We had to get family, friends and third parties to submit references about us as individuals and as a couple. We had to create a scrapbook/storybook of our lives to be presented to prospective mothers. We also had to complete a form with our preferences for age of baby, color, eyes, features, etc., as well as health condition (AIDS, alcohol fetal syndrome, premature, potentially as a result of a rape, etc.).
8. How did you mentally and emotional prepare yourself and your family for adoption?
Alhamdulillah neither of us needed much preparation as we had agreed on the decision together. Our extended family did make comments like: you should have tried more to conceive, you should have fostered, etc. We defended some of our decisions, and others we just left. Ultimately I believed that the child would soften their hearts, which eventually happened alhamdullilah. Who can’t love a child?
9. What type of role, if any, do the birth parents play in your child’s life?
These are considered closed adoptions. We know the birth mother’s names, but we do not know where she lives or works. She does not know our names, where we live, etc. Each year for the first 5 years we have to submit a report about the child, so that if at any point the birth parent enquires, they have some information. When the child is 18, they may inquire about the parent, but may only meet if the parent wants to.
Islamically, it is important to us that they find their families. I have read various stories on that aspect and that is why I want them to have love and respect for both sets of parents. I have a stepmother and I try to show them how I love and respect her, and how it doesn’t affect what I feel for my birth mother.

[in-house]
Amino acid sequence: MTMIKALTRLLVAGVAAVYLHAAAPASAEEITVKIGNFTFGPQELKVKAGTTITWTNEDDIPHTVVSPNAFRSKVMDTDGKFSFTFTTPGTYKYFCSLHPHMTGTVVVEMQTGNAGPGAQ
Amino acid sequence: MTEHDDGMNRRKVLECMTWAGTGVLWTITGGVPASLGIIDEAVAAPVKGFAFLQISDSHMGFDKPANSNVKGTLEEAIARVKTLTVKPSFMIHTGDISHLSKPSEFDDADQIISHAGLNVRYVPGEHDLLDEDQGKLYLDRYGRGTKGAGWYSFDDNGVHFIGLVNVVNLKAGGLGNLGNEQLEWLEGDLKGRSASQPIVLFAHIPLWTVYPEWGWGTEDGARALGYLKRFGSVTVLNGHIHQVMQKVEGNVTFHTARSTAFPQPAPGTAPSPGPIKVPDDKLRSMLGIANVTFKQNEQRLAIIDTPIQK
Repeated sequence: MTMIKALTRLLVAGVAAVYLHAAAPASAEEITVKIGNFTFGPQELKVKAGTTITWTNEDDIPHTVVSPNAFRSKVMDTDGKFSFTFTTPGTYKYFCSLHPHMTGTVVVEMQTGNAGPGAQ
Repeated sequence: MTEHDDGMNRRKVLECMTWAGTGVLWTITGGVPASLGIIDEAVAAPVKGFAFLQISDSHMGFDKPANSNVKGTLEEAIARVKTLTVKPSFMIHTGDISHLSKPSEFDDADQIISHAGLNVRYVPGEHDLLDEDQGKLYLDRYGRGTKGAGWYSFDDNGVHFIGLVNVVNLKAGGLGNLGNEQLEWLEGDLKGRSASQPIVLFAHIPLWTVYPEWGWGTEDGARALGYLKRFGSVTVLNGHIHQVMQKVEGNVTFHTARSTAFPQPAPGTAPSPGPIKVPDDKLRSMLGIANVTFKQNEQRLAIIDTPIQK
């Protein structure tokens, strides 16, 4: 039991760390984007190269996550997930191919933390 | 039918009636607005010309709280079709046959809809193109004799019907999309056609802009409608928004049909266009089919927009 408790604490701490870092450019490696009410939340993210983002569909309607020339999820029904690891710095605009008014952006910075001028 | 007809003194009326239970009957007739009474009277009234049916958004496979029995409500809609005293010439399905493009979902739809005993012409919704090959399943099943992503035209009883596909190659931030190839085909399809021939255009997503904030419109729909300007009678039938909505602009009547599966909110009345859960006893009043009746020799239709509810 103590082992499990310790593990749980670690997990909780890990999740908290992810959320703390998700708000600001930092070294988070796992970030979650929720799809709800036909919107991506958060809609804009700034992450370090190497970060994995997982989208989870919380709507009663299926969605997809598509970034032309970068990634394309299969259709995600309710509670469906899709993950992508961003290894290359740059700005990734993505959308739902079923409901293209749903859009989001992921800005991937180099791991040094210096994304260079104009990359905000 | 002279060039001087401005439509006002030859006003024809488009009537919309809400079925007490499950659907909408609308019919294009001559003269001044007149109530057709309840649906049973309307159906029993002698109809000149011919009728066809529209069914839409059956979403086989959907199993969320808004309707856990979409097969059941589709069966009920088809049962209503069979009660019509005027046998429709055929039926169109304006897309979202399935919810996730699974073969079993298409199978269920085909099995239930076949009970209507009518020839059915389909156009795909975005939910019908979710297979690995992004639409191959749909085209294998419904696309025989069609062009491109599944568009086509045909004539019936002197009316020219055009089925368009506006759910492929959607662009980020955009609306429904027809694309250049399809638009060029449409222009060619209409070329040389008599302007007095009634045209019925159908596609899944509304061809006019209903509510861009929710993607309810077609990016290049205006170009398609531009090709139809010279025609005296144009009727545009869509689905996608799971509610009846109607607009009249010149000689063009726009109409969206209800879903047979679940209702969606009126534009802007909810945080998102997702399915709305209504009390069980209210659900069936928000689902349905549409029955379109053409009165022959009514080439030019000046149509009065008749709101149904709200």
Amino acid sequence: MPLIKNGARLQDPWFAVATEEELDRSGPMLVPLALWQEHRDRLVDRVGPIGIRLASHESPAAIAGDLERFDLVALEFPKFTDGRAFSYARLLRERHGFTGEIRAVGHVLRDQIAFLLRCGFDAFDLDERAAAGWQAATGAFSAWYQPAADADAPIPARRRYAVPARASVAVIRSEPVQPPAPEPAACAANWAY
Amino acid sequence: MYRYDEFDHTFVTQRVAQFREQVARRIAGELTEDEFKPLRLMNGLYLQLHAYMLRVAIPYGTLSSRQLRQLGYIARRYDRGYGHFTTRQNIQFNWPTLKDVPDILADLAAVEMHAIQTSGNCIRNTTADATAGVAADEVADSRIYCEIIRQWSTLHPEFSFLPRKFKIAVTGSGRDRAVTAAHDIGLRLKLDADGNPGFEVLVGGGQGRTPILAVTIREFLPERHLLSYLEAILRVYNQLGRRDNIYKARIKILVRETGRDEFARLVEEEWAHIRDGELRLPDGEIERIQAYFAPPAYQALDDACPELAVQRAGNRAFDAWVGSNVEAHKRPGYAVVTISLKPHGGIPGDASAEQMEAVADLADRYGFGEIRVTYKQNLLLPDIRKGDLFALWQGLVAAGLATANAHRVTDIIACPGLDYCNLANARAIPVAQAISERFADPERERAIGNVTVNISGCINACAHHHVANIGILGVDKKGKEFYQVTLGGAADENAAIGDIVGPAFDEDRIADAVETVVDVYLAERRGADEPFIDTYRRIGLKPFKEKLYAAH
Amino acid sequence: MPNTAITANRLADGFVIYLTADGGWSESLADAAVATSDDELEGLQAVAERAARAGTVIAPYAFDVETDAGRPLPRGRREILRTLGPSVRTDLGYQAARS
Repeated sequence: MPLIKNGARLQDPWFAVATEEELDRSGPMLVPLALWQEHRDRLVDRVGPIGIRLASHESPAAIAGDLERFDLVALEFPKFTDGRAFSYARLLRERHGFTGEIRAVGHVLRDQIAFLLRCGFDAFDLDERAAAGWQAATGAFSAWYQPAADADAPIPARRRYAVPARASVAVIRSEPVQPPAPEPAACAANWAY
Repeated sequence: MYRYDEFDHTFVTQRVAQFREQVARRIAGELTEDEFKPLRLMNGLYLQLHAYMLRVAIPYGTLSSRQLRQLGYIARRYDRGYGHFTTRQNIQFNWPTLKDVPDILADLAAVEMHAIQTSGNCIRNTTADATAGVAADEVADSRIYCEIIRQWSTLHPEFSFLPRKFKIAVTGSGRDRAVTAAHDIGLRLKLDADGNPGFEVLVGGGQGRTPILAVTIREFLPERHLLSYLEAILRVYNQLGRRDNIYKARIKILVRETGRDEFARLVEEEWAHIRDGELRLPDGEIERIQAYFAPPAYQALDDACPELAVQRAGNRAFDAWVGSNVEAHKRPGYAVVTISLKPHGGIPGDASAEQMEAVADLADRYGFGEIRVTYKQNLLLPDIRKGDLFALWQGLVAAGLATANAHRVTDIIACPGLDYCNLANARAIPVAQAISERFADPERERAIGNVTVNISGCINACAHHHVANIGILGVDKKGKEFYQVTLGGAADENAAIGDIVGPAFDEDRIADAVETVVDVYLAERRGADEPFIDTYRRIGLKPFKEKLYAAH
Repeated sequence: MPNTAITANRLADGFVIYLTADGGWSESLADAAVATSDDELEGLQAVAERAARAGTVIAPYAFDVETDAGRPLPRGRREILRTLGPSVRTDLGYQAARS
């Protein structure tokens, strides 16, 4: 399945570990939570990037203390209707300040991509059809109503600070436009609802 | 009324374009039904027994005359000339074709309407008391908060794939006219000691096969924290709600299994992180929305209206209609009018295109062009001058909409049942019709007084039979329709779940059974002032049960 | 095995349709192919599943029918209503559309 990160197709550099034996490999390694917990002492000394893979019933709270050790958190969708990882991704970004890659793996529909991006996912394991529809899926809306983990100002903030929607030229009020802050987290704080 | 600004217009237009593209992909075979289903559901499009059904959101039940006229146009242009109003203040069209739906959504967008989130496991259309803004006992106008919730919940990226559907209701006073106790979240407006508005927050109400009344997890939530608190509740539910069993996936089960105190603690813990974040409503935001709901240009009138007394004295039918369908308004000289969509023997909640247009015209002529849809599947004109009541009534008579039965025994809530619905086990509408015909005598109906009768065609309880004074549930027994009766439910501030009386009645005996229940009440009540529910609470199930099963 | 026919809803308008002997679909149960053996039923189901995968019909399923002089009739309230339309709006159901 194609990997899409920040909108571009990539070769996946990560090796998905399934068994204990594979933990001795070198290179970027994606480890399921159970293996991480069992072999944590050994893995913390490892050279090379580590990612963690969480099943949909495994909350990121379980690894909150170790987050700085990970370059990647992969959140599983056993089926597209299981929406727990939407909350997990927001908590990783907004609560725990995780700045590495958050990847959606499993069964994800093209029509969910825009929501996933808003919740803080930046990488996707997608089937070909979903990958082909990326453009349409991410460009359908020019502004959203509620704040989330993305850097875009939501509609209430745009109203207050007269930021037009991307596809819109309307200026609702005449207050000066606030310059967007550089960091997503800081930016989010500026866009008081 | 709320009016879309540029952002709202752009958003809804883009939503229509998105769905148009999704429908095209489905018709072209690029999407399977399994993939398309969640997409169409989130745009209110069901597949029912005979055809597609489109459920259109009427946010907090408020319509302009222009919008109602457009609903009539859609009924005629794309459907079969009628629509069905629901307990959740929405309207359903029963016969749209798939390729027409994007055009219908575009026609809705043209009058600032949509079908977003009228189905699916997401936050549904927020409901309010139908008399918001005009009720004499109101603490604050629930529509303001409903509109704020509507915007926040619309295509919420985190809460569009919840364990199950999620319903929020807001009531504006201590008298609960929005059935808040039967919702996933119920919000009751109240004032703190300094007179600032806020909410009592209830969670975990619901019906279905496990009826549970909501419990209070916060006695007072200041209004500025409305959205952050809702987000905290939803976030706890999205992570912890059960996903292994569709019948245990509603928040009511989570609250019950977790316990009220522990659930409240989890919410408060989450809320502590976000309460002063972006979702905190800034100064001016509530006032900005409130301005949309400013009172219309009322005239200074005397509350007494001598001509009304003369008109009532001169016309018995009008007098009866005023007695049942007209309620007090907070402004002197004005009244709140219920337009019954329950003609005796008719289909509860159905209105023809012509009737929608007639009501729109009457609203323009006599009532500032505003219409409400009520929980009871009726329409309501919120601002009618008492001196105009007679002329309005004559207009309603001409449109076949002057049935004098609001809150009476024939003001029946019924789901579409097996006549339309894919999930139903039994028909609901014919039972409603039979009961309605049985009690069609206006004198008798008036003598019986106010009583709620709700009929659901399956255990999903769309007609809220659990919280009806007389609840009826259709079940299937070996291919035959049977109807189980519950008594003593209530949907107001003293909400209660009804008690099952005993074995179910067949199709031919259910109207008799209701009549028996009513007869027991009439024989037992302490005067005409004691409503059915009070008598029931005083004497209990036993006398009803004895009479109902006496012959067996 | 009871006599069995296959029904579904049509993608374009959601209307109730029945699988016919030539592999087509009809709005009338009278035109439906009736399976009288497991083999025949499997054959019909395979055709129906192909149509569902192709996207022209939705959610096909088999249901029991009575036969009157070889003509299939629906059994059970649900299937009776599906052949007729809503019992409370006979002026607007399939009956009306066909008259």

10. What was the transition like with the new addition to your family?
We have two adopted children. With our first child, I had stopped working when I was unsuccessfully trying to conceive, so our lives had already slowed down and adjusted.
The biggest adjustment was to night feedings and lack of sleep. Since I hadn’t given birth, I wasn’t bleeding so still had to get up and make fajr salaah. My second child came to us quickly and we (including my first child) did not have much time to adjust or prepare.
11. What advice would you give a family that is considering adoption?
Based on my location/culture, I would remind parents that the child does not come from you, so you can’t expect him/her to look like you. The social workers have told us many couples come with a list or things the child must have. They even had a couple return the baby after it “changed” color and the hair texture became coarser!
12. What do you wish you had known in retrospect?
I think I am still on that journey. I definitely feel like a pioneer, perhaps since I am one of few people talking about it. I don’t know if what I am doing is helping or harming my children. To clarify this better, they know they have a “tummy mommy” (we seldom talk about the daddy as I know very little about him). They have heard their adoption stories and love to hear them again and again. Now and then we make dua for their birth parents, asking Allah to forgive them and to guide them, etc. My daughter once asked where her tummy mummy was, but I said I didn’t know (and I don’t). I know many emphasize to their children that they are special because they are adopted, but I don’t want them to have that as a life-long label. It mustn’t define them. I don’t know what awaits them when they truly want to know more. I just hope I have prepared them well enough for it.